One of the most common donor hesitations is knowing where their money is going.
Many are concerned that their donations will go more towards an institution and bureaucracy rather than the cause. Of course, it's necessary to pay staff and keep the lights on to run any operation, but donor trust can be sensitive around spending.
How do we, as fundraisers, ensure that our donors trust us? We’ve mentioned the importance of donor trust before but we haven’t delved into how to attain trust to retain donors.
According to the Fundraising Effectiveness Project, 2018 saw a mere 20% retention rate for first time donors among nonprofits. Given that low percentage, it is obvious that something needs to change in the way we communicate with our donor base.
Donors need to feel valued and be reminded that their contributions are making a difference.
So how do you gain donor trust? Well, it starts with giving timely, behind-the-scenes updates to your supporters.
Transparency in How Donations are Allocated
Letting your donors know where the money is going is crucial for gaining trust.
Whether it be through social media, a newsletter, or a mailer, fundraisers should identify how to best communicate with their supporters, and make sure to show how donations are contributing to the cause.
Posting photos of items purchased with the funds raised is a simple way to show that money donated is money well spent.
Social media is a great option for sharing photos because the reach expands beyond your existing donors and may help you acquire new donors as well.
If you are an organization with employees to pay and an institution to support, using statistics is a simple way to show that donations are still largely spent on the cause.
Nonprofit Hub recommends using graphs to show the breakdown of where donations go.
This example from United Way uses a pie chart to show that despite the fact that some of the donations support the organization, the majority of money raised still supports the cause.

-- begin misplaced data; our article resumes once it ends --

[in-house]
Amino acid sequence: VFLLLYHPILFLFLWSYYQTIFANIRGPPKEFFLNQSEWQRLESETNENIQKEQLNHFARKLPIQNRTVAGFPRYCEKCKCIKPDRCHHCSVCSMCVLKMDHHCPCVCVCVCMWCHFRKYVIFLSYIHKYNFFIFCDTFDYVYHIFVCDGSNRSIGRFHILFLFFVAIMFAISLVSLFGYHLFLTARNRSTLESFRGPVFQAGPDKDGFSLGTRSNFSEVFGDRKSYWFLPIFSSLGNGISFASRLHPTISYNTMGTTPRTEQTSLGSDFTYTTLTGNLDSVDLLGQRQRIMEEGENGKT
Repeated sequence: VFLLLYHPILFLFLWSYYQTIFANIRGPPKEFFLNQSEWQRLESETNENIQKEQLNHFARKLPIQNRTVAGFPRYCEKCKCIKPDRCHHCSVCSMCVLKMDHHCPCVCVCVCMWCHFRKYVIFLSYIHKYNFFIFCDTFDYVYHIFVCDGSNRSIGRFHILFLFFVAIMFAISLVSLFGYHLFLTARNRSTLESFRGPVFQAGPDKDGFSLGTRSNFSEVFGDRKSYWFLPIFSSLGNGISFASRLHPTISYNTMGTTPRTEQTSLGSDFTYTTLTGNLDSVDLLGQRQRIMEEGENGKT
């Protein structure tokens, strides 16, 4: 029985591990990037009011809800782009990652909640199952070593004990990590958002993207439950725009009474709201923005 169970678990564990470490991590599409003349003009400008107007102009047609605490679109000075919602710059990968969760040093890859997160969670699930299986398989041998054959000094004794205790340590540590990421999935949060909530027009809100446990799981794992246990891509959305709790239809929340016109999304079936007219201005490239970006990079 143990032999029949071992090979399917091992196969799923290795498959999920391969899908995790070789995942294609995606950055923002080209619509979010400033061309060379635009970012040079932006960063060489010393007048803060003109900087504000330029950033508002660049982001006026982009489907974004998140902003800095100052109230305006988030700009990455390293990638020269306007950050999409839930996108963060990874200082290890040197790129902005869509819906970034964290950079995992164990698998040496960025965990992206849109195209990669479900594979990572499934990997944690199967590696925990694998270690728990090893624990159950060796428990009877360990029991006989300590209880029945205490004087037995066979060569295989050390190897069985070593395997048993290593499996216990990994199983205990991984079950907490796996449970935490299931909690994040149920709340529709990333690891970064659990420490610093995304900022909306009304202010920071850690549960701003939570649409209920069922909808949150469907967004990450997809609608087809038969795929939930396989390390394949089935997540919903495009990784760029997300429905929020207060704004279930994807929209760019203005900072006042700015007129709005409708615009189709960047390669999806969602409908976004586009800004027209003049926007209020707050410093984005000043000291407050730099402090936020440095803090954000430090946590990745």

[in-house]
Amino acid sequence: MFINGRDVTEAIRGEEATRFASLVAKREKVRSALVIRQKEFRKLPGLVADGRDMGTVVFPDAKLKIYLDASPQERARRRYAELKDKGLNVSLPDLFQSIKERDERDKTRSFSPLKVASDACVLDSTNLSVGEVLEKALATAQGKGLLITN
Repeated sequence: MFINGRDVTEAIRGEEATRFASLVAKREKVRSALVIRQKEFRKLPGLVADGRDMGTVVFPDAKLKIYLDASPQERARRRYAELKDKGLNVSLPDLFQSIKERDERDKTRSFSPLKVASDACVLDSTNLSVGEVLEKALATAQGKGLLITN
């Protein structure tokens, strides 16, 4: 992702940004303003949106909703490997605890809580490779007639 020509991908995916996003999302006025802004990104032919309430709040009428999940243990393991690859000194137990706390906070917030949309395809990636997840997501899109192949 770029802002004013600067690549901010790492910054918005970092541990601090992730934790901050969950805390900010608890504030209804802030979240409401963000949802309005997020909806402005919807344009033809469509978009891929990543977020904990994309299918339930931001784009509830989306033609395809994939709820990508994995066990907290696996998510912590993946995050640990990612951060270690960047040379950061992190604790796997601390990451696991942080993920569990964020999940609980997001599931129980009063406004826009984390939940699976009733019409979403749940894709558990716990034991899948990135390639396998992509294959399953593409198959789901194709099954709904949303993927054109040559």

Simple statistics that show that donations are being used to support the cause (directly or indirectly), are helpful in dispelling myths about donating.
After giving updates about how donations are helping your cause, it is crucial to demonstrate impact as well. This keeps people invested in your mission (no pun intended).
Impact contributes to donor retention.
Donors want to know not only where their money is going, but that it is making a difference.
After documenting what donations are supporting, it is important to demonstrate the impact that said funds are making. Providing reports, pictures, and stories are powerful methods to communicate the difference that a donation is making.
According to a survey from Software Advice, donors value stories of impact in future communications most.
Classy also recommends making past donation statistics available on your website for donors who like to do research about past donation impacts. This lends to your credibility and trustworthiness as a fundraiser or organization.
A simple, key way to tie donations directly to impact is by building some sort of micro-milestone figure for your donors to track their donations against.
One nonprofit we've worked with tells donors that every X amount of cents donated pays for a dose of anti-parasite pills for one child. If the amount were $0.20 and a donor gives $20 a month, the donor gains the immediate satisfaction of knowing they're indirectly treating 100 children for parasites each month.
(We call these milestone campaigns, and we're building out a campaign option for donors to directly contribute to and track measurements for each milestone campaign they support, whether pennies for pills or hundreds for school tech.)
Cyber-security is all the rage right now. With multiple security related scandals plaguing even the largest companies, companies of all sizes are cracking down on their security measures to ensure that their customers have a safe experience.
As a fundraiser, it is your responsibility to secure donations that are made to you or your organization.
According to Give, you must encrypt all communications made on your website and use a Modern Payment Gateways API to protect the donor's personal information.
Sound too complicated?
Social media platforms such as Facebook and Instagram are now offering their own fundraising tools that are built into the platform so you don’t have to worry about securing the donations yourself.
If you’re interested in fundraising on social media instead, we wrote a blog about how to (actually) fundraise on social media, which you should totally read.
Gaining donor trust is as important as gaining donors. Without trust, you won’t retain a donor base, and that’s just unsustainable. Beat the average and retain more than 20% of your first-time donors this year.
To boil it down: transparency and impact reports let donors see where their money is going and how it is making a difference; while proper online security measures help donors feel safe to donate virtually.
Do you have any tips for gaining and retaining donors that we didn’t share here? Let us know in the comments or on social!